Go Party!

A treatment by Frazer Smith

The film begins at Hollywood Park racetrack. An out-of-work actor, who is also a track-hound, is constantly loitering and betting on horses while looking for someone or something to hustle in between phone calls to his manager. The actor (Frazer Smith) and his two wacky roommates, Blitz and Howie, who are also in show business, perform a series of antics that lead to the Smith character meeting an exceedingly rich Margaret Dumont/Georgia Rosenbloom-type Beverly Hills matron, who, on a tip from Smith, proceeds to win the Daily Double equivalent — and collect a tidy sum of money.

In return, this lady, being rather eccentric and feeling the need to repay the boys, extends a rare invitation to her Bel Air mansion to join several hundred guests at one of her infamous “go parties.”

The go party gathering takes place on the lawn surrounding this huge Bel Air mansion. People on the terrace include an intriguing cross-section of characters: actors, Beverly Hills lawyers, bankers, as well as several noted high profile local scamsters. Our young opportunists take in the scene and work the room, alongside these go party guests and ultra-elite pyramid scammers, as they expectantly await the rules to their host’s curious money game.

Rules: All go party entrants must contribute $10,000 that goes into a metal box, which is then hidden at an undisclosed spot in Los Angeles.

Cryptic clues are left around Los Angeles landmarks (unknown to guests at the start), and the race is on to collect the money (winner takes all).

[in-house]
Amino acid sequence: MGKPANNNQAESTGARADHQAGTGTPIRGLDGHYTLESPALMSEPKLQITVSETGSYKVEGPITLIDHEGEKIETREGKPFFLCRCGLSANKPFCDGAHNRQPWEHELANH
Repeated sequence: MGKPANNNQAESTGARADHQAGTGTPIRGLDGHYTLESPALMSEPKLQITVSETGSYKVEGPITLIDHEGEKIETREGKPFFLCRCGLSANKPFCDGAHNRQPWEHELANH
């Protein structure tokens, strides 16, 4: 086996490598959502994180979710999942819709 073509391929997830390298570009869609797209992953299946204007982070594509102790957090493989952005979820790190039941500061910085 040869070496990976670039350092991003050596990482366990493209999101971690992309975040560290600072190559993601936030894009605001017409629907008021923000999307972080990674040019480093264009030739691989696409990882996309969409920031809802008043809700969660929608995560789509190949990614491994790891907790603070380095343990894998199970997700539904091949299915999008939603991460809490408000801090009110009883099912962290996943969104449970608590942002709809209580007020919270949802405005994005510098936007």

We then are hit with a quick, humorous collage of the boys trying to hustle up their $10,000 entrance fee.

And, a week later, the go game begins. Action starts on the lawn of the Bel Air mansion, a starting cannon fires (caving in a nearby Beverly Hills roof), and Smith and friends/enemies are off and flying, in every imaginable type of vehicle from Cadillac to golf cart — all leaving with the same first clue in hand.

Throughout the course of the chase they run into a Bob Hope banker/entrepreneur/golfer, a Jonathan Winters eccentric billionaire oil tycoon, and a mysterious villain figure (complete with sleazy assistant), a comely seductress, and a whole host of pitfalls and pratfalls.

Smith and the gang race around Los Angeles and search through the landmarks trying to find clues at:

The Santa Monica Pier (including a car stunt off the end of the pier)

The Polo Lounge (phone mania/slapstick)

The Hollywood sign

The Queen Mary

The Capitol Records Tower (helicopter dog fight)

… and even find themselves searching for a clue at half-time at the traditional UCLA vs. USC football game.

The plot thickens and the pace quickens. The cuts come fast and furious, as the race for this ultimate pyramid prize continues. There are chase stunts galore, complete with cameo shots of stars dropping into the race at various points.

The chase ends with a dogfight over Hollywood and Vine’s legendary Capitol Records building with Smith and company finally landing the money (two million dollars) in the miraculous finale.

Smith, now a celebrity, is then offered huge endorsement possibilities and contracts, to which he says, “Thanks, but no thanks. I’m in a big hurry to get out to the track. Talk to my agent, talk to my manager, and talk to my team of attorneys.”

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